Delivering Fresh Insight To Today's Health Challenges
If a stimulant literally speeds someone up, why is it prescribed for someone with hyperactivity problems? Why do stimulants seem to help someone with ADD/ADHD slow down and focus?
In a person with ADD or ADHD, the areas of the brain that control attention and focus may have too much slow activity, which can also lead to feeling depressed, worried, and unmotivated. Unconsciously, people with ADD/ADHD increase body movements to stimulate and “wake” their brains. Therefore, stimulants are prescribed to increase brain activity without increasing body movement.
The problem with this strategy is that people with ADHD may already be experiencing too much rapid activity in some regions of the brain, which can lead to other problems like acting aggressively, impulsively, or feeling anxious. A person’s brain can race so fast that it is nearly impossible for them to sit still or listen. In fact, because people with ADD are often quite intelligent, they understand concepts quickly. Their fast mental pace may cause them to move ahead before all the instructions are given, causing them to miss crucial details.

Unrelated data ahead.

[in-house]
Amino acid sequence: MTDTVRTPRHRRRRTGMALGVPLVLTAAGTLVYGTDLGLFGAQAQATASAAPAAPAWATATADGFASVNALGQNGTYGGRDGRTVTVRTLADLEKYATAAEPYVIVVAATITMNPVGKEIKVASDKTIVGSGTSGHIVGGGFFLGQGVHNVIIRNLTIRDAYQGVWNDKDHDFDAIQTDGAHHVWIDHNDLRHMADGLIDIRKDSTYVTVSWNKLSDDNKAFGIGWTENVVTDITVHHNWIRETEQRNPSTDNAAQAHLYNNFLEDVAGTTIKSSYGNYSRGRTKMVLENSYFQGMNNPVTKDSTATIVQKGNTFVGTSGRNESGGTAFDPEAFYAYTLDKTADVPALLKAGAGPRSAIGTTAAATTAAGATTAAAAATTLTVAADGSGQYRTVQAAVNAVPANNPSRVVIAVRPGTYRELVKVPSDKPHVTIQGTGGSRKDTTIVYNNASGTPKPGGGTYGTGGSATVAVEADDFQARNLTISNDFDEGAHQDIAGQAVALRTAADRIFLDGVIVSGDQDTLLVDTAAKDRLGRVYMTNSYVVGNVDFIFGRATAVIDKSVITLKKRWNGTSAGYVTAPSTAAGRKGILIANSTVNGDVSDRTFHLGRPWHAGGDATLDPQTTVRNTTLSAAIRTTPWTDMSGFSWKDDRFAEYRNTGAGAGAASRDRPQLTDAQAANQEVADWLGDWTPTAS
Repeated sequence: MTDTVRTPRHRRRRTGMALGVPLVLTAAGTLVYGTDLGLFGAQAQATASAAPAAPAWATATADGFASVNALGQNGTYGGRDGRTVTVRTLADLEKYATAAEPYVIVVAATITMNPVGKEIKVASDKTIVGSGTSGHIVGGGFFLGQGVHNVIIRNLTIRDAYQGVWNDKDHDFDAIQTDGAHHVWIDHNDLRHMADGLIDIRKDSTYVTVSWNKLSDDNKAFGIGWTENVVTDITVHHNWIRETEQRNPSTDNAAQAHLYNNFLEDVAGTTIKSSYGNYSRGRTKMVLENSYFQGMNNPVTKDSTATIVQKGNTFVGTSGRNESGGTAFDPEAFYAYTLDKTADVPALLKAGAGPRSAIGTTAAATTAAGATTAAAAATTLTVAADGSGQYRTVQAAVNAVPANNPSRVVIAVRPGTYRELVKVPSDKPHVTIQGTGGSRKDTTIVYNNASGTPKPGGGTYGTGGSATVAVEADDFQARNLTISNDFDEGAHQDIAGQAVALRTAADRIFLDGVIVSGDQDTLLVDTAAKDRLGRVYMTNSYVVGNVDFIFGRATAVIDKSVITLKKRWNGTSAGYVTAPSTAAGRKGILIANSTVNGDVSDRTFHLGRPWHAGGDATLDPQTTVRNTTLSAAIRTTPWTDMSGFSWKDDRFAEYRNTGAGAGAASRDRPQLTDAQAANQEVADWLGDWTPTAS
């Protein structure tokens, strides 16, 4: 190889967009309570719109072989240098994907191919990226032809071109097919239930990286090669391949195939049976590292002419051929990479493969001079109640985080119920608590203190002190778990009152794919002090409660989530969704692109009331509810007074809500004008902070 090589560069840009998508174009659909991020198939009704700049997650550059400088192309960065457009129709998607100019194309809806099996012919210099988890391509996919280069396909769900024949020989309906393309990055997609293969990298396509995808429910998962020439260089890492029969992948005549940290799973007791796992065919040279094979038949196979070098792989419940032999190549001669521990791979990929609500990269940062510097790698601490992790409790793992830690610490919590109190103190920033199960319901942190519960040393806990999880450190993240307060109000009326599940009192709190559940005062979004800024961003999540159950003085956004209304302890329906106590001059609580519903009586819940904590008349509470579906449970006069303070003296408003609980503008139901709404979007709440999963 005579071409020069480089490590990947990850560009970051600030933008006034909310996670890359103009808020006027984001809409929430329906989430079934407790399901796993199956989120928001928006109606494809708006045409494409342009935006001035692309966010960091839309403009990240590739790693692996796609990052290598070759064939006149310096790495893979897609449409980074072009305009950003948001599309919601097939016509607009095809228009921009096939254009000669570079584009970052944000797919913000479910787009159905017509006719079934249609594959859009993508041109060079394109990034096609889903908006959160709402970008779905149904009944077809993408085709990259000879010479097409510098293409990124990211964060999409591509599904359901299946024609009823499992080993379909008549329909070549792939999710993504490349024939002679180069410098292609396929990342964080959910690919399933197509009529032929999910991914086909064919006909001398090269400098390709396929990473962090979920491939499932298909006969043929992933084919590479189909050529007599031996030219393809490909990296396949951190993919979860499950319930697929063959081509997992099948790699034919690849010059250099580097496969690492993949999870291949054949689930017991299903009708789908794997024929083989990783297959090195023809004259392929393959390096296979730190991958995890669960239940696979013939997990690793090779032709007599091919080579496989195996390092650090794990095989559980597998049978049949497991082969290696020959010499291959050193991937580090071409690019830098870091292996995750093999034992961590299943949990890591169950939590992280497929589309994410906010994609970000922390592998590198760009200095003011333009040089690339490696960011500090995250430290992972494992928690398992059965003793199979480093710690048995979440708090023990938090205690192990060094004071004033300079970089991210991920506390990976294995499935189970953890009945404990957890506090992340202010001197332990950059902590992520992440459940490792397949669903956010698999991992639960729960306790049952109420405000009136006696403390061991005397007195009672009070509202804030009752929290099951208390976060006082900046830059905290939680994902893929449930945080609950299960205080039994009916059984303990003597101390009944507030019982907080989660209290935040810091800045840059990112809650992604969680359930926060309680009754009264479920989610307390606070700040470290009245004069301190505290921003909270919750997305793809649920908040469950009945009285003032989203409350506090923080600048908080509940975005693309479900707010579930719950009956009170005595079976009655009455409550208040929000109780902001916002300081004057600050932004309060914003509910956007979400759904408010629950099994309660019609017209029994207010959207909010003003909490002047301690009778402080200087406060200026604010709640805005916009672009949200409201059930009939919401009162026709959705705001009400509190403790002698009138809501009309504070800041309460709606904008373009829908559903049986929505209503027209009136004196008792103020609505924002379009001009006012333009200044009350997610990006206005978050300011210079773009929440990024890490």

ADD and ADHD are brain problems. Neurofeedback allows people to work directly on the problem by training the brain to become calmer, more focused, and less impulsive. By reducing the too-fast and too-slow brain patterns that occur in the brain of someone with ADD or ADHD, neurofeedback helps the person learn how to take control.
According to health professionals who use neurofeedback in their practices, over 85% of clients with ADD or ADHD learn to increase focus, reduce impulsivity, and manage their behavior when they train with neurofeedback on a consistent basis.
Another reason that neurofeedback is so effective for ADHD and ADD is that it appeals to children – it seems just like a computer game! Instead of controlling the game with a mouse, the child “plays” the game with his or her brain. Children seem to enjoy brain training, making it easy to continue with treatment and achieve significant improvements.
If you’re interested in learning more about how neurofeedback can help you or your family with ADD or ADHD, please visit our Neurofeedback Provider List to see if we have a clinician listed near you.